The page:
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A small group gathered at the Weber County Library on 25th St. on Oct. 10 to hear acclaimed best-selling author Robison Wells discuss the new book he co-wrote with James Patterson, The Warning, and his career experiences as a writer.

“I got into writing kind of backwards. I wasn’t really interested in reading growing up but fell in love with it in college,” Wells said.

He said his brother, Dan Wells, also a best-selling author, was very interested in reading and wanted to be a writer by the time he was in the second grade.

“I didn’t want to be in my brother’s shadow, so I did things that he didn’t. He was good at writing, so I was good at math. I played sports, and he didn’t,” Wells said.

The first book that sparked Wells’ interest in reading and creating his own stories was Huckleberry Finn. He shared that he read this book several times while he visited his mother in the hospital.

“I realized maybe my English teachers were onto something when they told me to read these books, and so I made a list of all the books I should’ve read in high school,” Wells said.

With this interest in reading, he came up with a story idea and took the idea to his brother. His brother said he was working on something else and that he should write the book himself.

Wells started writing and went to his brother’s writing group, which included about four other people. In this group was Brandon Sanderson, who would go on to be a best-selling author.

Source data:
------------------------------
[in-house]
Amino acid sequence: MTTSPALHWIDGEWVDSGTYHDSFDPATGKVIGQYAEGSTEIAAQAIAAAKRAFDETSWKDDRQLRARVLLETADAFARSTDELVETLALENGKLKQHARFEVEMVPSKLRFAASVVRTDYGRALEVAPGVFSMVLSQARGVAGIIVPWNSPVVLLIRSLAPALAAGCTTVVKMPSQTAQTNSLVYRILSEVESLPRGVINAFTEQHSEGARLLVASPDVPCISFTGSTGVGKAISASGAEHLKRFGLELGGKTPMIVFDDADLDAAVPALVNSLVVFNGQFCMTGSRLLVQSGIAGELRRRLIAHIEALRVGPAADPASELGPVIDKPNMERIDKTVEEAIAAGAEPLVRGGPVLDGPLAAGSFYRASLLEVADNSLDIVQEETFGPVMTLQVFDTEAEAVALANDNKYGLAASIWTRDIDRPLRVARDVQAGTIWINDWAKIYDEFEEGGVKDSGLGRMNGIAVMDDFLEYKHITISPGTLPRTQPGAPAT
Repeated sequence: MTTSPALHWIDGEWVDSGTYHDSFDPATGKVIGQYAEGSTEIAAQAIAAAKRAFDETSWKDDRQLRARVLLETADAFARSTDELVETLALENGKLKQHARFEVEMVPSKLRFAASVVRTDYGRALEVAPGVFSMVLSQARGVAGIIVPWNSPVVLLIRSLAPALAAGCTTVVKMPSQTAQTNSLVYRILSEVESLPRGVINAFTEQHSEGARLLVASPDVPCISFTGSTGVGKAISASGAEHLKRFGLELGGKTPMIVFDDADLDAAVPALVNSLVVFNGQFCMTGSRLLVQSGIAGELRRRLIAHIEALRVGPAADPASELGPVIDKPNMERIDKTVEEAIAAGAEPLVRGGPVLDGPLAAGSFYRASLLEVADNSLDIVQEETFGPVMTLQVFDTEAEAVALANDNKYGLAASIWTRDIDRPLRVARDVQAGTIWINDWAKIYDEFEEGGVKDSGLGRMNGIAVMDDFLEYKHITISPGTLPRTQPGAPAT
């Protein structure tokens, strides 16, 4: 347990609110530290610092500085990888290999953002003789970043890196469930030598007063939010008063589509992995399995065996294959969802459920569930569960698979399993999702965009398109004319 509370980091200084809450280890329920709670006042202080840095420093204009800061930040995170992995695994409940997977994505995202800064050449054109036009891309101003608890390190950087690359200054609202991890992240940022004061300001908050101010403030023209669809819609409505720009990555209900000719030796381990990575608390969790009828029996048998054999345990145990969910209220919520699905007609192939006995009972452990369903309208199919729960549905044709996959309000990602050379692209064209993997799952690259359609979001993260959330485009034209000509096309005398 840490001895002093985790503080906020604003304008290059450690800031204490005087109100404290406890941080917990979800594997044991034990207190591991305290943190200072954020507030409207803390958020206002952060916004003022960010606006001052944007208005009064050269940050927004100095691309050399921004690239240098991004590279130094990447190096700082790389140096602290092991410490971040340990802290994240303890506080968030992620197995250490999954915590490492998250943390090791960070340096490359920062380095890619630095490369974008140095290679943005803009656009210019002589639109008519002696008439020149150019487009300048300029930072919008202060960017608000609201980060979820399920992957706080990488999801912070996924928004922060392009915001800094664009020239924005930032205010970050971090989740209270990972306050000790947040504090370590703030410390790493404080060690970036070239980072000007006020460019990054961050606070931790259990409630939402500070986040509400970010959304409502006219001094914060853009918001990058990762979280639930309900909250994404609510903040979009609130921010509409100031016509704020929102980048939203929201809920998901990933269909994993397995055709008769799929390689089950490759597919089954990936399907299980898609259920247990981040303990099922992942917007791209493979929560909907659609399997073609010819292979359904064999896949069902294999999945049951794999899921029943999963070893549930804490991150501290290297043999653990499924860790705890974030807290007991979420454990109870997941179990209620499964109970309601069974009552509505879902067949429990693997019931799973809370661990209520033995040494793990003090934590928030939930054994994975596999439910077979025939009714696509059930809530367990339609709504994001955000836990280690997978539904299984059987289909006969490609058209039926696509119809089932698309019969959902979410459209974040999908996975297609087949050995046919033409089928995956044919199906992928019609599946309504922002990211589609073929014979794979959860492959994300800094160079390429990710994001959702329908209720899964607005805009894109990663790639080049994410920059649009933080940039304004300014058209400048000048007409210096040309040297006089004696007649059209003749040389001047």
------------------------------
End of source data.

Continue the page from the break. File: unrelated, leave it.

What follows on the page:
After being published in the local market in Utah, he went on to get his Masters of Business Administration from BYU. He was having a hard time finding work, and his brother said that if he wrote a science-fiction/fantasy novel, he would pay for him to go to the World Fantasy Convention.

The problem was that the convention was only two months away. He wrote the book in eleven days, and two weeks after attending the convention, he got an agent. The book he was working on would go on to be his book Variant. This book would earn him a five-book deal with Harper Collins Publishing.

Wells’ writing career was not the only part of his life that he discussed, but also his battle with mental illness. After being diagnosed with depression and OCD, just a few years ago he was diagnosed again, but with schizophrenia.

Wells discussed how the disease has affected his life and writing and how he is doing much better now because of a new medication that he is taking.

“I’m glad he was here to share, and I’ve read many of his books, and we have many of them here in our collection,” One of the librarians, Josh Clemens, said.

Chairwoman of Weber Book Links Kathy Gambles, who helps with these events, said, “I really liked his presentation and that he talked about a dimension of writing that I haven’t considered before.”

The book festival will continue on Oct. 15 at the Pleasant Valley Branch of the Weber County Library as fantasy writer J.M. Sullivan presents at 7 p.m.

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